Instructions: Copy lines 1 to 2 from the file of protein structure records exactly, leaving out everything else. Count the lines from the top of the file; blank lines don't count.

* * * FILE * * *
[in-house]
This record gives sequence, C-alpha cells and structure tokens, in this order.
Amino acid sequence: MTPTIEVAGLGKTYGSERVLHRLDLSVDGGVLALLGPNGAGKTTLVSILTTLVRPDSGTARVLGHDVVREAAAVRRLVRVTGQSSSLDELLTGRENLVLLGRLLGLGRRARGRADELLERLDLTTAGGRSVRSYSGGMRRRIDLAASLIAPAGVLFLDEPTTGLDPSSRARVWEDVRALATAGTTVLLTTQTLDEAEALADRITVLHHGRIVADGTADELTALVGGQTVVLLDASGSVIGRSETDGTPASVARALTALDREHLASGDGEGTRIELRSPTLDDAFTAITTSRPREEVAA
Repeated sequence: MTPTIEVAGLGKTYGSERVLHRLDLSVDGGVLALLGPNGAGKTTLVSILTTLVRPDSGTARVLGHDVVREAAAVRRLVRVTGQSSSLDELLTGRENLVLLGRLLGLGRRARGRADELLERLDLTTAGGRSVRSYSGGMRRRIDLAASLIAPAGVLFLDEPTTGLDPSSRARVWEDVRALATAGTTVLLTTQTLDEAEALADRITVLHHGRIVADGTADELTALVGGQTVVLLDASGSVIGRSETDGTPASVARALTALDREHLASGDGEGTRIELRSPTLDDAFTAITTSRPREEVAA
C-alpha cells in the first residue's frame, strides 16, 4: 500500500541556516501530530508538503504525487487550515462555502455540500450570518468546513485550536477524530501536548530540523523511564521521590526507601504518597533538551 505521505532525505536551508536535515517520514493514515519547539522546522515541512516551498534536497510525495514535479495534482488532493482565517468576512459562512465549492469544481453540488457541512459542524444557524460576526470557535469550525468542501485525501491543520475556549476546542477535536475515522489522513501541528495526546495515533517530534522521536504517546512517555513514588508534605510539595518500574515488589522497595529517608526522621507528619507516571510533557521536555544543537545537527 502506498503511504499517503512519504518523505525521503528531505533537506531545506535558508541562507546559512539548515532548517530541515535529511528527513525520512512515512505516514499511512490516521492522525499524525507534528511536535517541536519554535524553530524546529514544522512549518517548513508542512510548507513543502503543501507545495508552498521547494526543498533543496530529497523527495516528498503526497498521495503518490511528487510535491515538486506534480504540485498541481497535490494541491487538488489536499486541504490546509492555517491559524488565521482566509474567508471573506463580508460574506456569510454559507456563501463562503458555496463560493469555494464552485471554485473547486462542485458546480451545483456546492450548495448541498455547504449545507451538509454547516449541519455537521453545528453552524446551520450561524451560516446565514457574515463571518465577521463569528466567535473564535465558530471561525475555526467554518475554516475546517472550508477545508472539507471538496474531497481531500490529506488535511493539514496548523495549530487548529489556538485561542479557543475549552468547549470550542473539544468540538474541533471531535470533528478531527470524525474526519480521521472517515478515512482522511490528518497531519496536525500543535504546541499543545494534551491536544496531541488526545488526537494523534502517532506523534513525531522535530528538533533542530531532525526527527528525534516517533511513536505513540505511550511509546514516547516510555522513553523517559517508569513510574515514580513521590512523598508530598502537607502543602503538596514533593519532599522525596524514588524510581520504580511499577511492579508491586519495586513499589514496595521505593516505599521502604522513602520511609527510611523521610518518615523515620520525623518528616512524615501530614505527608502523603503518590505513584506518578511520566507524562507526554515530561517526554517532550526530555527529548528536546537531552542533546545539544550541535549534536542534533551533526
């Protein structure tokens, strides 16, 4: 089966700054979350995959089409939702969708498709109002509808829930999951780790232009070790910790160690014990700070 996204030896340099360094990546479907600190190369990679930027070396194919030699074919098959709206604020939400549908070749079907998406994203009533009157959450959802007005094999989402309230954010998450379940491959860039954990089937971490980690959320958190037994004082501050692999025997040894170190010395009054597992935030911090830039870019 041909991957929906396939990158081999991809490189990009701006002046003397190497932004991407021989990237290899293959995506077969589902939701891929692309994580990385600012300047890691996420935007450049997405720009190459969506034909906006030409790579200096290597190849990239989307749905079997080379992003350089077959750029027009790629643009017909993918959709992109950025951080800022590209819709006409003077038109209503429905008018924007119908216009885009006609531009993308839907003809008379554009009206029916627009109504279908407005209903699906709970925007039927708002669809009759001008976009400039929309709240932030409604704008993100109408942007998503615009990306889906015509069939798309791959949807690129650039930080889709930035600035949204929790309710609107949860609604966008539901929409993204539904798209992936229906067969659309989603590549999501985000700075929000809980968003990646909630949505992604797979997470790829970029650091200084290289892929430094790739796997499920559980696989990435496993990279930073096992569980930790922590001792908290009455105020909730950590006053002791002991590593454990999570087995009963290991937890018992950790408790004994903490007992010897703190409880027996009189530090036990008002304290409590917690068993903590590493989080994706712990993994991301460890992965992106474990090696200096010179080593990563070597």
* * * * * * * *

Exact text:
[in-house]
This record gives sequence, C-alpha cells and structure tokens, in this order.